BANGKOK — Chinese signs dominate both sides of the road along which shops cook up fiery Szechuan mala hot pot, mapo tofu, tender pork dishes from Yunnan province and northern-style gyoza.
Except it’s not Yunnan – nor is it even Yaowarat Road. Far from Bangkok’s rapidly gentrifying original Chinatown, a new hub of Chinese businesses and culture has taken root on a half-kilometer strip stretch of Pracha Rat Bamphen in the capital’s Huai Khwang district.
On Monday, my Mandarin-fluent friend Sa-nguan Khumrungroj and I chose Fu Wah Restaurant, a simple eatery near Soi Pracha Rat Bamphen 6/1. Sa-nguan said someone had recommended the place. It was about noon when we ordered three dishes: omelette with prawns, braised pork belly in soy sauce and dry fried string beans with minced pork – a popular Szechuan dish (it proved tasty but a tad too oily).
The fare found in this “New Chinatown” is attracting curious Thais to wine, dine and explore unfamiliar cuisine from regions not traditionally represented in Thailand by earlier waves of Chinese migrants.
Fu Wah is among older establishments predating the emergence of “New Chinatown,” a designation disputed by Sa-nguan.
As we strolled along the strip, Sa-nguan that he doesn’t think the place can yet be called New Chinatown as there are no visible civic spaces, such as the various ethnic and clan associations found in Bangkok’s original Chinatown of Yaowarat. There’s also no shrines or temples, and no Chinatown Gate, said Sa-nguan, who himself is Thai-Chinese.
Sharing his assessment is Chada Triamvithaya, who has researched Chinese migration to the area. Chada, who works at Chulalongkorn University’s Asian Research Center for Migration, prefers the term “Chinese hub” – at least at this stage development.
“It’s not Chinatown yet. That requires a settlement. It should rather be called a hub. During Chinese new year, this place is quiet as people return home. In Yaowarat, there’re associations while here there aren’t,” Chada said. “The ties to Thailand are also feeble.”
In the past two decades, Chinese from Taiwan and Hong Kong have moved in for the reasonable rents, easy road access to other parts of town and proximity to the Chinese embassy. This was so even prior to the existence of the MRT subway system and arrival of mainlanders who’ve solidified its identity as a Chinese enclave.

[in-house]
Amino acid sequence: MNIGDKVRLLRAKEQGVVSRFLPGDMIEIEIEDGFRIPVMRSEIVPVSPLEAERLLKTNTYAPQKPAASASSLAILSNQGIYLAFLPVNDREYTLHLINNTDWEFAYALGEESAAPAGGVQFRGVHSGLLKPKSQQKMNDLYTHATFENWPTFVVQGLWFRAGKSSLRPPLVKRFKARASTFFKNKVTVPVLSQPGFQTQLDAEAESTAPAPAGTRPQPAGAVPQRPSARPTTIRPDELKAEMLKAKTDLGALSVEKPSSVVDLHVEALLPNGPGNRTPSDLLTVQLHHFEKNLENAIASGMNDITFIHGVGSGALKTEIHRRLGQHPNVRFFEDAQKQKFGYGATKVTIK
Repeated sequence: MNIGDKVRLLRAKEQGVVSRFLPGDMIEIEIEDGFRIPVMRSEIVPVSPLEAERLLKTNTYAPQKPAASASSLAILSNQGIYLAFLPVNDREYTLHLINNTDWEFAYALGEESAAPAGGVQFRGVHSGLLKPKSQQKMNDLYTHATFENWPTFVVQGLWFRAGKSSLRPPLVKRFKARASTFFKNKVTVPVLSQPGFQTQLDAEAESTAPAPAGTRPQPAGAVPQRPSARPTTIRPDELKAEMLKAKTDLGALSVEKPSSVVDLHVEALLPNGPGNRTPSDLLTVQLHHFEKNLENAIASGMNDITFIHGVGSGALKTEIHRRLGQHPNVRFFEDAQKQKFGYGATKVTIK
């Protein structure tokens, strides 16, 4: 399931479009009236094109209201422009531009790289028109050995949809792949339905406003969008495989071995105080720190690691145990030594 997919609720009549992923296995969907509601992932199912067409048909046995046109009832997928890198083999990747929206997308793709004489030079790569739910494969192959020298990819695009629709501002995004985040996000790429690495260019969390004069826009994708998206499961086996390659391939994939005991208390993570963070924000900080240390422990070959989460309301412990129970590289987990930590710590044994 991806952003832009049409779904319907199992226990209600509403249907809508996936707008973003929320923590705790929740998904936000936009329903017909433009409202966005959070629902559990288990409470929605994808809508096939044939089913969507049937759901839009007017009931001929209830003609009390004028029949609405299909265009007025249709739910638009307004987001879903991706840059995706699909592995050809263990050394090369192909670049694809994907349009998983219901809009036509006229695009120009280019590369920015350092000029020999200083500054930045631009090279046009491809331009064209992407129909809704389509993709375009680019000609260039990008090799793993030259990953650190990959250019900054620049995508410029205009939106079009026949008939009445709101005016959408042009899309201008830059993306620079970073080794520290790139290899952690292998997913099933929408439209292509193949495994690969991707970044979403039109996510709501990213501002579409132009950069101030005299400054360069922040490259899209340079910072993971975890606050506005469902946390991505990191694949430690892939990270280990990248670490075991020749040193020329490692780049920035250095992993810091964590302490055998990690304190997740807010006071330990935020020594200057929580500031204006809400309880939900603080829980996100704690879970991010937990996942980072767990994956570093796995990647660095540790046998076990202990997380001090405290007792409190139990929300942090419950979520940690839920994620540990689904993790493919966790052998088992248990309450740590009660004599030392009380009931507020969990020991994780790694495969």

Most people came to make money quickly in Thailand, Chada added, rather than flee famine or communism as earlier waves of migrants had.
Walking along the half-kilometer strip with Sa-nguan on Monday, we saw about a dozen or more hot pot restaurants. No tea house to sample fine kungfu tea was visible, however. A few shops selling cosmetics or natural rubber pillows or advertising Thai massages could be found. About 75 percent to 80 percent of the establishments along the road are geared primarily toward Chinese mainland customers.
Chada said the area’s growth has been most noticeable in the past two years. Some young Thais who went to study in China sometimes drop by to eat the food they missed, such as mala hotpot or Northern-Chinese gyoza.
The area has also become a center for Chinese-language teachers sent by Beijing as part of an intergovernmental program between both nations’ ministries of education.
The number of such language teachers rose exponentially over a decade, from 100 in 2003 to 1,800 in 2013, Chada said.
At an old shop house near Soi Pracha Rat Bamphen 6/2, Somchai Euasiriphan sells tailoiring supplies including threads of various colors.
Somchai, who is Thai-Chinese, has been selling such wares for more than four decades. The irony of how the place has changed is that the 75 year old has no real contact with it. The Chinese mainlanders overwhelmingly speak Mandarin. He doesn’t.
“They sell their stuff, and I sell mine,” he said, packing his merchandise. “How can I communicate with them? I don’t speak or understand. I don’t talk with them, and we just carry on our own businesses.”
Somchai got caught in a debate with Sa-nguan about calling the area New Chinatown. Somchai said despite its differences and separations from older Chinese communities, people have been calling it New Chinatown as its appearance has undergone a radical transformation in the past two years.
“Who am I to argue? They call it ‘New Chinatown,’” Somchai said.
Back at Fu Wah, we ordered two bottles of “699 apple drinks.” This is no apple cider or even apple juice but rather a drink supposedly made of 7.04 percent brown sugar, 1.1 percent honey, 5.5 percent apple vinegar and 86.3 percent water.
At 30 baht a bottle, the drink – which was actually made in Chiang Rai’s Mae Sai district, just south of China’s Yunnan province – is supposed to be a health drink to boost your immunity and assist digestion and detoxification. This is the nice thing about New Chinatown: the chance to try something new.
I can’t in good conscience recommend Fu Wah, however. After the meal I went to the restaurant’s bathroom on the upper floor only to find a tank filled with a few white snappers waiting to be turned into someone’s meal swimming in a fish tank next to the toilet bowl itself.
By then it was too late to not pay and somehow couldn’t throw up what I’d already ingested. At least I got a unique photo souvenir – as opposed to the mundane location of such fish tanks in front of restaurants in “Old” Chinatown.
As I stated earlier, New Chinatown is about discoveries.
New Chinatown can be reached via a one-minute walk from MRT Huai Khwang’s exits No. 1 or 2.